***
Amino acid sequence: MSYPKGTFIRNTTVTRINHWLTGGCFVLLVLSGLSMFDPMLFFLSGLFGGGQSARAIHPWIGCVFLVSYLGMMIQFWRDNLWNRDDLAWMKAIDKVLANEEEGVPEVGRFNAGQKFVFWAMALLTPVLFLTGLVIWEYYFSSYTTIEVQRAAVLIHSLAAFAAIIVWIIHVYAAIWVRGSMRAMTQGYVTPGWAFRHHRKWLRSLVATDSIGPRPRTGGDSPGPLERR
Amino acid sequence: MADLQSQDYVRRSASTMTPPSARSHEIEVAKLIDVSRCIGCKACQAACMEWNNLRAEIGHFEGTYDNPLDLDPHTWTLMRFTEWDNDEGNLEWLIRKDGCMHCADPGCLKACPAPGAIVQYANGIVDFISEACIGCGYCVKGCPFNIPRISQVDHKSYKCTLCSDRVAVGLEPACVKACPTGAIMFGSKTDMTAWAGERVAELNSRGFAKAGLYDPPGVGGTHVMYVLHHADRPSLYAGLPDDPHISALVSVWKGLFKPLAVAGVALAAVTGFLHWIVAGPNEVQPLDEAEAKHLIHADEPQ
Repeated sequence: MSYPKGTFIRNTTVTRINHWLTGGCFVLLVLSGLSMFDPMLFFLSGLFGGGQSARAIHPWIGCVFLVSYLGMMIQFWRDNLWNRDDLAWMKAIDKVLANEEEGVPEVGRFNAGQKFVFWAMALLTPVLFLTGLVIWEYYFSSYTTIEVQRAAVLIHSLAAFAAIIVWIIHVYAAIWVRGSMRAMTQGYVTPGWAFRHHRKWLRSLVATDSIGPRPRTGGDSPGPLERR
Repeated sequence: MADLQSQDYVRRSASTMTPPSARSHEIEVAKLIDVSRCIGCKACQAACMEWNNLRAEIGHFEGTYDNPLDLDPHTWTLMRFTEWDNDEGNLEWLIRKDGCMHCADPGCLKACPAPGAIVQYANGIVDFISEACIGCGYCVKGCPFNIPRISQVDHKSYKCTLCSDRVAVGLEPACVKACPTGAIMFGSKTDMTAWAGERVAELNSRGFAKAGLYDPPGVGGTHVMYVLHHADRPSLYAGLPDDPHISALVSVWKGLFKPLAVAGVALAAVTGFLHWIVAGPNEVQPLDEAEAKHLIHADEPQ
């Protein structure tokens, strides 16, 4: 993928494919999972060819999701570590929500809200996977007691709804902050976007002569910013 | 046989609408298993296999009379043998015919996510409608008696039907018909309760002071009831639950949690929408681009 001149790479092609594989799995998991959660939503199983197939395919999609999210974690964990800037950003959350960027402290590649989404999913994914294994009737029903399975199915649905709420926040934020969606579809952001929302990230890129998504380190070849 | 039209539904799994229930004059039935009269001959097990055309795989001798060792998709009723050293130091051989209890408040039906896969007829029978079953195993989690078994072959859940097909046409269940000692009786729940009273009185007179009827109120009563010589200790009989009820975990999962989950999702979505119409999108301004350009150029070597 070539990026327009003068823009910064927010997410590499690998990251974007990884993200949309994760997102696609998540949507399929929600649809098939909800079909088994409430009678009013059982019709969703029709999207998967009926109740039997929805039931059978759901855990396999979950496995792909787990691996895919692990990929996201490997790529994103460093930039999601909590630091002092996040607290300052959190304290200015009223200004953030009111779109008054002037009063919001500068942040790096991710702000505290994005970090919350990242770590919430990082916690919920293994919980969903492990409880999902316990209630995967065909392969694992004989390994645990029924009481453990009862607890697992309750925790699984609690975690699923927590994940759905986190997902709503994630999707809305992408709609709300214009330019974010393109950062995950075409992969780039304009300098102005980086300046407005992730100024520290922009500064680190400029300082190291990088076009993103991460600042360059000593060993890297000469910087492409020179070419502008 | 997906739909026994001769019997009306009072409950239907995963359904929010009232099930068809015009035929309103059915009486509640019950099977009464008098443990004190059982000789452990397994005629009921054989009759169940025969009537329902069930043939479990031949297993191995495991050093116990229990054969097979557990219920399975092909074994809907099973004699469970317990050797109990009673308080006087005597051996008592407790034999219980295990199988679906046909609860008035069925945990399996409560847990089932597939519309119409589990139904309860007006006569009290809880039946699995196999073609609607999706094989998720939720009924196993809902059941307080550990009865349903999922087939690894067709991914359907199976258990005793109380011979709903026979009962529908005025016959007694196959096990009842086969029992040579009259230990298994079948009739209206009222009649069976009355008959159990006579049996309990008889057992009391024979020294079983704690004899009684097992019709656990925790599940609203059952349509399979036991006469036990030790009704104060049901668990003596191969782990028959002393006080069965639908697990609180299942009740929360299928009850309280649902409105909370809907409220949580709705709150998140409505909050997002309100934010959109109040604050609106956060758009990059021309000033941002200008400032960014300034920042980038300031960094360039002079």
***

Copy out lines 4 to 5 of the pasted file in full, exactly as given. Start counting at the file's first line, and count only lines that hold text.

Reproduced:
Repeated sequence: MADLQSQDYVRRSASTMTPPSARSHEIEVAKLIDVSRCIGCKACQAACMEWNNLRAEIGHFEGTYDNPLDLDPHTWTLMRFTEWDNDEGNLEWLIRKDGCMHCADPGCLKACPAPGAIVQYANGIVDFISEACIGCGYCVKGCPFNIPRISQVDHKSYKCTLCSDRVAVGLEPACVKACPTGAIMFGSKTDMTAWAGERVAELNSRGFAKAGLYDPPGVGGTHVMYVLHHADRPSLYAGLPDDPHISALVSVWKGLFKPLAVAGVALAAVTGFLHWIVAGPNEVQPLDEAEAKHLIHADEPQ
């Protein structure tokens, strides 16, 4: 993928494919999972060819999701570590929500809200996977007691709804902050976007002569910013 | 046989609408298993296999009379043998015919996510409608008696039907018909309760002071009831639950949690929408681009 001149790479092609594989799995998991959660939503199983197939395919999609999210974690964990800037950003959350960027402290590649989404999913994914294994009737029903399975199915649905709420926040934020969606579809952001929302990230890129998504380190070849 | 039209539904799994229930004059039935009269001959097990055309795989001798060792998709009723050293130091051989209890408040039906896969007829029978079953195993989690078994072959859940097909046409269940000692009786729940009273009185007179009827109120009563010589200790009989009820975990999962989950999702979505119409999108301004350009150029070597 070539990026327009003068823009910064927010997410590499690998990251974007990884993200949309994760997102696609998540949507399929929600649809098939909800079909088994409430009678009013059982019709969703029709999207998967009926109740039997929805039931059978759901855990396999979950496995792909787990691996895919692990990929996201490997790529994103460093930039999601909590630091002092996040607290300052959190304290200015009223200004953030009111779109008054002037009063919001500068942040790096991710702000505290994005970090919350990242770590919430990082916690919920293994919980969903492990409880999902316990209630995967065909392969694992004989390994645990029924009481453990009862607890697992309750925790699984609690975690699923927590994940759905986190997902709503994630999707809305992408709609709300214009330019974010393109950062995950075409992969780039304009300098102005980086300046407005992730100024520290922009500064680190400029300082190291990088076009993103991460600042360059000593060993890297000469910087492409020179070419502008 | 997906739909026994001769019997009306009072409950239907995963359904929010009232099930068809015009035929309103059915009486509640019950099977009464008098443990004190059982000789452990397994005629009921054989009759169940025969009537329902069930043939479990031949297993191995495991050093116990229990054969097979557990219920399975092909074994809907099973004699469970317990050797109990009673308080006087005597051996008592407790034999219980295990199988679906046909609860008035069925945990399996409560847990089932597939519309119409589990139904309860007006006569009290809880039946699995196999073609609607999706094989998720939720009924196993809902059941307080550990009865349903999922087939690894067709991914359907199976258990005793109380011979709903026979009962529908005025016959007694196959096990009842086969029992040579009259230990298994079948009739209206009222009649069976009355008959159990006579049996309990008889057992009391024979020294079983704690004899009684097992019709656990925790599940609203059952349509399979036991006469036990030790009704104060049901668990003596191969782990028959002393006080069965639908697990609180299942009740929360299928009850309280649902409105909370809907409220949580709705709150998140409505909050997002309100934010959109109040604050609106956060758009990059021309000033941002200008400032960014300034920042980038300031960094360039002079």